Treatments in Endocrinology

, Volume 5, Issue 4, pp 223–228 | Cite as

Somatropin Therapy for Children with Prader- Willi Syndrome

Guidelines for Use
Therapy In Practice

Abstract

Prader-Willi syndrome is a neurogenetic disorder that occurs due to the lack of a paternally expressed gene or genes on chromosome 15qll-ql3. Many of the symptoms present in Prader-Willi syndrome are due to a hypothalamic-pituitary dysfunction. The main characteristics are muscular hypotonia, delayed psychomotor development, insatiable appetite resulting in overweight if a diet is not maintained, compromised growth and puberty resulting in a short final height and incomplete sexual development, respiratory disturbances, and dysmorphic features. Individuals with Prader-Willi syndrome have compromised growth and abnormal body composition with increased fat mass, decreased lean body mass, and low bone density, resembling a growth hormone-deficient status. Somatropin treatment has a beneficial effect on growth with increased final height and an improvement in and maintenance of body composition, as well as a beneficial effect on respiratory functions. Before initiating somatropin therapy, weight should be kept at an appropriate level, and polysomnography, as well as an otorhinolaryngologic examination should be performed. During somatropin therapy, carbohydrate metabolism and the development of scoliosis should be monitored, as well as bodyweight.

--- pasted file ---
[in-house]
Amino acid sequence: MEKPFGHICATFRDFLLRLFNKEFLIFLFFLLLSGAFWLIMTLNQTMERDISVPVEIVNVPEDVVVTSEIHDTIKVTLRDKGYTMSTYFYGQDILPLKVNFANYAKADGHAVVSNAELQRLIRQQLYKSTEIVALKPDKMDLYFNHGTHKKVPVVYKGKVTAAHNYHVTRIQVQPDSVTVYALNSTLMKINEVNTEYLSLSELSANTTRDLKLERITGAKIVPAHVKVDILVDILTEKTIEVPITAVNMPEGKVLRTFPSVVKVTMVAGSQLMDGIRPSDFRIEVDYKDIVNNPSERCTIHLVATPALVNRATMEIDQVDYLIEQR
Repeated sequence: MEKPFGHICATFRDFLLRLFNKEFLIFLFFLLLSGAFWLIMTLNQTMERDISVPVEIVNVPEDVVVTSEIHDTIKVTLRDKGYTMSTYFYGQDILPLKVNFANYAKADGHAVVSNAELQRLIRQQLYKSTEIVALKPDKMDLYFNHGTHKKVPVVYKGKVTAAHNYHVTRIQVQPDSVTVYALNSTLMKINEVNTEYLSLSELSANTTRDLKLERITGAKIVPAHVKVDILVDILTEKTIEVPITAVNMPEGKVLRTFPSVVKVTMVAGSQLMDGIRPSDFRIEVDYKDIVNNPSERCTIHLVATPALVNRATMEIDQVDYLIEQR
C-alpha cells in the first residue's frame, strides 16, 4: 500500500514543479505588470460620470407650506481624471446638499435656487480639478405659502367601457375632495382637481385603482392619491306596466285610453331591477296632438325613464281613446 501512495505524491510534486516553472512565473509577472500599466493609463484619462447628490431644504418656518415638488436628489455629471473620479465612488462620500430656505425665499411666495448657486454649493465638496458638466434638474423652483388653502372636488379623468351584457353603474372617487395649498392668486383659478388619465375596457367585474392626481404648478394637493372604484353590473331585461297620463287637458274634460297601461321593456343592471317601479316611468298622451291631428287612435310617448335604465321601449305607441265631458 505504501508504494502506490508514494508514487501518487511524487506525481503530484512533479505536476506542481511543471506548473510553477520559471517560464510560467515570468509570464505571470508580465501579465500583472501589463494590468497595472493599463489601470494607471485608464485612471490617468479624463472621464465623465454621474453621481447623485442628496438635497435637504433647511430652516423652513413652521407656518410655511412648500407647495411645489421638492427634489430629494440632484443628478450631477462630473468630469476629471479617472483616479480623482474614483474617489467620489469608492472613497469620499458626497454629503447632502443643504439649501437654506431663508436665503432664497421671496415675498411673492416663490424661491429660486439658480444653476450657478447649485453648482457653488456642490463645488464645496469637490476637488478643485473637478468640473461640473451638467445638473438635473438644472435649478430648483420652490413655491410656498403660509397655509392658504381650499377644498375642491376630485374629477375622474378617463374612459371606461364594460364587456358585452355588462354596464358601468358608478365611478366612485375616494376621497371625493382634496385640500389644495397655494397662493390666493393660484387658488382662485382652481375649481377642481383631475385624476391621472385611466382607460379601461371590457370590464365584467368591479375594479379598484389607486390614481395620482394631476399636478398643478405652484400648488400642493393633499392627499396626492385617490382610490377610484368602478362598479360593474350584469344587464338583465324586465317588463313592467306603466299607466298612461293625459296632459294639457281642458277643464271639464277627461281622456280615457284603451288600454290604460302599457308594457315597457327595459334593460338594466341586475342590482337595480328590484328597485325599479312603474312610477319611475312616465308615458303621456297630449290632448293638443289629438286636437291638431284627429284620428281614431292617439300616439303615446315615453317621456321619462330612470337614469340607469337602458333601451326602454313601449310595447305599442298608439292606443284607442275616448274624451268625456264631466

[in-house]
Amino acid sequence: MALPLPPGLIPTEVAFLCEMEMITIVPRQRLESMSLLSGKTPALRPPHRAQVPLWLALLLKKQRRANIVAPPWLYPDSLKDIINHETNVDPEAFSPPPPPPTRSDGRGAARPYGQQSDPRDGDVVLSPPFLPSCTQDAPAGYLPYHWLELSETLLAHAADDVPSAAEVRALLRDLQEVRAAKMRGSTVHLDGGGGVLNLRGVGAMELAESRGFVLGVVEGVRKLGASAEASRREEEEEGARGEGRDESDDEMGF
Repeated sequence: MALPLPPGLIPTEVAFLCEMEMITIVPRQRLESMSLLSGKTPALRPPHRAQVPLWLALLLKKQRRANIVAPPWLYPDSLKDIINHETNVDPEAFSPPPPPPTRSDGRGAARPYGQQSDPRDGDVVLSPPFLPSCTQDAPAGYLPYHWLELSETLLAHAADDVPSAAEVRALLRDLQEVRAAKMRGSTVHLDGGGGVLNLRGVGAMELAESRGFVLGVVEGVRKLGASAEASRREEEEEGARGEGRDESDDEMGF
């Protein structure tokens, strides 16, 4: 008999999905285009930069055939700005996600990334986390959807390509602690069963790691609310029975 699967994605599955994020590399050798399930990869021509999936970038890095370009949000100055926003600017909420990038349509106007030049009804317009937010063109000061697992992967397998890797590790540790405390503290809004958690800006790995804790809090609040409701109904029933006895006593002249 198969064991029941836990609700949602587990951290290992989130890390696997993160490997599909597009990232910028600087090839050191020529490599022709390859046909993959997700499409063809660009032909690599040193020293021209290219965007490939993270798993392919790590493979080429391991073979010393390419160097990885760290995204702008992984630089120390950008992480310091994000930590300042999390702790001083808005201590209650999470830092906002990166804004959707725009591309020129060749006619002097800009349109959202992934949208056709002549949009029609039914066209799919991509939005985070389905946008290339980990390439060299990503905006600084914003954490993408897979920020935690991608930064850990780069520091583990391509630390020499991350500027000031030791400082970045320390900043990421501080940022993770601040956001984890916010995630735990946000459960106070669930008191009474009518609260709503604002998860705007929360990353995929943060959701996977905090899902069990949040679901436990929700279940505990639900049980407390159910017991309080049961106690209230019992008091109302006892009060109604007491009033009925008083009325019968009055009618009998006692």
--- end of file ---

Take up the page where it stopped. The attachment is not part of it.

A comprehensive team to manage the various components of medical, psychologic, and sociologic care is required for individuals with Prader-Willi syndrome.

Keywords

Lean Body Mass Final Height Peak Growth Hormone Muscular Hypotonia Abnormal Body Composition 

Notes

Acknowledgments

No sources of funding were used to assist in the preparation of this review. The author has no conflicts of interest that are directly relevant to the content of this review.

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Copyright information

© Adis Data Information BV 2006

Authors and Affiliations

  1. 1.Pediatric Endocrinology Unit, Department of Woman and Child HealthAstrid Lindgren Children’s Hospital, Karolinska HospitalStockholmSweden

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